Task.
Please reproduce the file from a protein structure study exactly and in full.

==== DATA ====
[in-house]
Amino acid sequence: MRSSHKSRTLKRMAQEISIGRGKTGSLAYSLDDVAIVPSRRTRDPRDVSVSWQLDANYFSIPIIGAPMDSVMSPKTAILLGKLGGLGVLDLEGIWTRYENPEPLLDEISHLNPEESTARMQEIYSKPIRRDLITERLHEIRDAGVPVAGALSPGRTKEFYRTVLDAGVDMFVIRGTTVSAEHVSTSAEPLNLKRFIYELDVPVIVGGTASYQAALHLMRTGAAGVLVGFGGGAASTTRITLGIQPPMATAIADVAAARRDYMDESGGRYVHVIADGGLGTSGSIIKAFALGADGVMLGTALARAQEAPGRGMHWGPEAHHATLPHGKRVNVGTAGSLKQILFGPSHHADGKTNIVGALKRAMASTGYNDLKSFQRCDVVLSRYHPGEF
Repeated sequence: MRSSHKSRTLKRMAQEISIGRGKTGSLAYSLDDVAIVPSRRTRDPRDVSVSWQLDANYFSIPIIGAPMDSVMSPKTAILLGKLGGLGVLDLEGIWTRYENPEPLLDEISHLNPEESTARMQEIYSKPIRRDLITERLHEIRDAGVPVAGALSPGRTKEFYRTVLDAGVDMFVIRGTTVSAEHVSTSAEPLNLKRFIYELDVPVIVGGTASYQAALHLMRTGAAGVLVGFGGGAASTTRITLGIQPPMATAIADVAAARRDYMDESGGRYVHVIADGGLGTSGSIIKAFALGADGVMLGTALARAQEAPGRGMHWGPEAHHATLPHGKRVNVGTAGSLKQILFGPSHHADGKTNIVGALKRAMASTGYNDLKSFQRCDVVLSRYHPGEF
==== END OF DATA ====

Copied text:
[in-house]
Amino acid sequence: MRSSHKSRTLKRMAQEISIGRGKTGSLAYSLDDVAIVPSRRTRDPRDVSVSWQLDANYFSIPIIGAPMDSVMSPKTAILLGKLGGLGVLDLEGIWTRYENPEPLLDEISHLNPEESTARMQEIYSKPIRRDLITERLHEIRDAGVPVAGALSPGRTKEFYRTVLDAGVDMFVIRGTTVSAEHVSTSAEPLNLKRFIYELDVPVIVGGTASYQAALHLMRTGAAGVLVGFGGGAASTTRITLGIQPPMATAIADVAAARRDYMDESGGRYVHVIADGGLGTSGSIIKAFALGADGVMLGTALARAQEAPGRGMHWGPEAHHATLPHGKRVNVGTAGSLKQILFGPSHHADGKTNIVGALKRAMASTGYNDLKSFQRCDVVLSRYHPGEF
Repeated sequence: MRSSHKSRTLKRMAQEISIGRGKTGSLAYSLDDVAIVPSRRTRDPRDVSVSWQLDANYFSIPIIGAPMDSVMSPKTAILLGKLGGLGVLDLEGIWTRYENPEPLLDEISHLNPEESTARMQEIYSKPIRRDLITERLHEIRDAGVPVAGALSPGRTKEFYRTVLDAGVDMFVIRGTTVSAEHVSTSAEPLNLKRFIYELDVPVIVGGTASYQAALHLMRTGAAGVLVGFGGGAASTTRITLGIQPPMATAIADVAAARRDYMDESGGRYVHVIADGGLGTSGSIIKAFALGADGVMLGTALARAQEAPGRGMHWGPEAHHATLPHGKRVNVGTAGSLKQILFGPSHHADGKTNIVGALKRAMASTGYNDLKSFQRCDVVLSRYHPGEF